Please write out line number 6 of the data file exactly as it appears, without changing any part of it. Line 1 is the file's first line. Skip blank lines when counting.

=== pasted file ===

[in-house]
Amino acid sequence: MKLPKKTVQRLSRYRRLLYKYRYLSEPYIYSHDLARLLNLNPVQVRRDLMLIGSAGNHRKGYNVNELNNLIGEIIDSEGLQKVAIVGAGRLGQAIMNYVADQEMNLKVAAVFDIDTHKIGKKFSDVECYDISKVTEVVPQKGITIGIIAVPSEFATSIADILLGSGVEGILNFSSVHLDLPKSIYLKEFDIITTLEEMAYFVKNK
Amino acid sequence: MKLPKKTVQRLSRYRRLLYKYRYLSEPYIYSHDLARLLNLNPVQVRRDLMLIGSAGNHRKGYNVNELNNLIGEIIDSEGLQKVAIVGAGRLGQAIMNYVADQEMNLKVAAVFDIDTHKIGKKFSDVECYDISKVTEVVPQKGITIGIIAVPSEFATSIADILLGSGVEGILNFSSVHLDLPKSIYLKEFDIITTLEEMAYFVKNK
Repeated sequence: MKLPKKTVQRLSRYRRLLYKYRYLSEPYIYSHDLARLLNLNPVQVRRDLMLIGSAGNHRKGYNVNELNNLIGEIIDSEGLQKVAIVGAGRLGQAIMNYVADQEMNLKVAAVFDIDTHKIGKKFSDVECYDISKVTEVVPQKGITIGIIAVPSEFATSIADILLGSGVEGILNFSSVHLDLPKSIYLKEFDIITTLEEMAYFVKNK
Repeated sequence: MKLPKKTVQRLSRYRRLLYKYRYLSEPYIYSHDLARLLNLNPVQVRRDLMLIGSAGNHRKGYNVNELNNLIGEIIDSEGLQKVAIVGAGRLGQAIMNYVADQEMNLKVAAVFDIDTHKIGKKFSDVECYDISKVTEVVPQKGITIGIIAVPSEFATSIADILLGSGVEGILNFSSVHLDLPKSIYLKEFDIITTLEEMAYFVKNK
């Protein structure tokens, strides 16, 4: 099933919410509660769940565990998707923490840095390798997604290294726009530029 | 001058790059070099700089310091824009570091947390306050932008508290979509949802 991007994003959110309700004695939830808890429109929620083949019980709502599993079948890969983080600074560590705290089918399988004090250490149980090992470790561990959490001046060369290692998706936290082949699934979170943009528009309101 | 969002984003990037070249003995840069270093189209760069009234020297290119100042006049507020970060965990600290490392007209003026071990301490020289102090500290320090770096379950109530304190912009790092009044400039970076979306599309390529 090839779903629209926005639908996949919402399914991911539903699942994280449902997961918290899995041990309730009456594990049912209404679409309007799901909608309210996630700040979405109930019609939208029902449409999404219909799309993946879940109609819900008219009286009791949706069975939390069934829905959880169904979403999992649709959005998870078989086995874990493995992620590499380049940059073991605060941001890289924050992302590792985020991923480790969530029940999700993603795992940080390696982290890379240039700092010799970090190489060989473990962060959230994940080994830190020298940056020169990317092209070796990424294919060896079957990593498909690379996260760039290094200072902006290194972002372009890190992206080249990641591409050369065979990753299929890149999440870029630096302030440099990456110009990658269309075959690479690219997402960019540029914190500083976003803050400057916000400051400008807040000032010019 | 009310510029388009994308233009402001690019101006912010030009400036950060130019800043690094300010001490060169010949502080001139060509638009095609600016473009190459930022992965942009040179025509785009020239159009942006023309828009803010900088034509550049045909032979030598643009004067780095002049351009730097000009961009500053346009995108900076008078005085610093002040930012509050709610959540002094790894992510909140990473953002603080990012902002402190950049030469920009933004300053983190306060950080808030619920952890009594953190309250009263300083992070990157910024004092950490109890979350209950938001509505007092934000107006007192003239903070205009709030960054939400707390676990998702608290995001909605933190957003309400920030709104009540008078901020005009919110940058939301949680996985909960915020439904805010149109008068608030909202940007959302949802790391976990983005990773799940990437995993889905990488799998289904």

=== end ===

């Protein structure tokens, strides 16, 4: 099933919410509660769940565990998707923490840095390798997604290294726009530029 | 001058790059070099700089310091824009570091947390306050932008508290979509949802 991007994003959110309700004695939830808890429109929620083949019980709502599993079948890969983080600074560590705290089918399988004090250490149980090992470790561990959490001046060369290692998706936290082949699934979170943009528009309101 | 969002984003990037070249003995840069270093189209760069009234020297290119100042006049507020970060965990600290490392007209003026071990301490020289102090500290320090770096379950109530304190912009790092009044400039970076979306599309390529 090839779903629209926005639908996949919402399914991911539903699942994280449902997961918290899995041990309730009456594990049912209404679409309007799901909608309210996630700040979405109930019609939208029902449409999404219909799309993946879940109609819900008219009286009791949706069975939390069934829905959880169904979403999992649709959005998870078989086995874990493995992620590499380049940059073991605060941001890289924050992302590792985020991923480790969530029940999700993603795992940080390696982290890379240039700092010799970090190489060989473990962060959230994940080994830190020298940056020169990317092209070796990424294919060896079957990593498909690379996260760039290094200072902006290194972002372009890190992206080249990641591409050369065979990753299929890149999440870029630096302030440099990456110009990658269309075959690479690219997402960019540029914190500083976003803050400057916000400051400008807040000032010019 | 009310510029388009994308233009402001690019101006912010030009400036950060130019800043690094300010001490060169010949502080001139060509638009095609600016473009190459930022992965942009040179025509785009020239159009942006023309828009803010900088034509550049045909032979030598643009004067780095002049351009730097000009961009500053346009995108900076008078005085610093002040930012509050709610959540002094790894992510909140990473953002603080990012902002402190950049030469920009933004300053983190306060950080808030619920952890009594953190309250009263300083992070990157910024004092950490109890979350209950938001509505007092934000107006007192003239903070205009709030960054939400707390676990998702608290995001909605933190957003309400920030709104009540008078901020005009919110940058939301949680996985909960915020439904805010149109008068608030909202940007959302949802790391976990983005990773799940990437995993889905990488799998289904």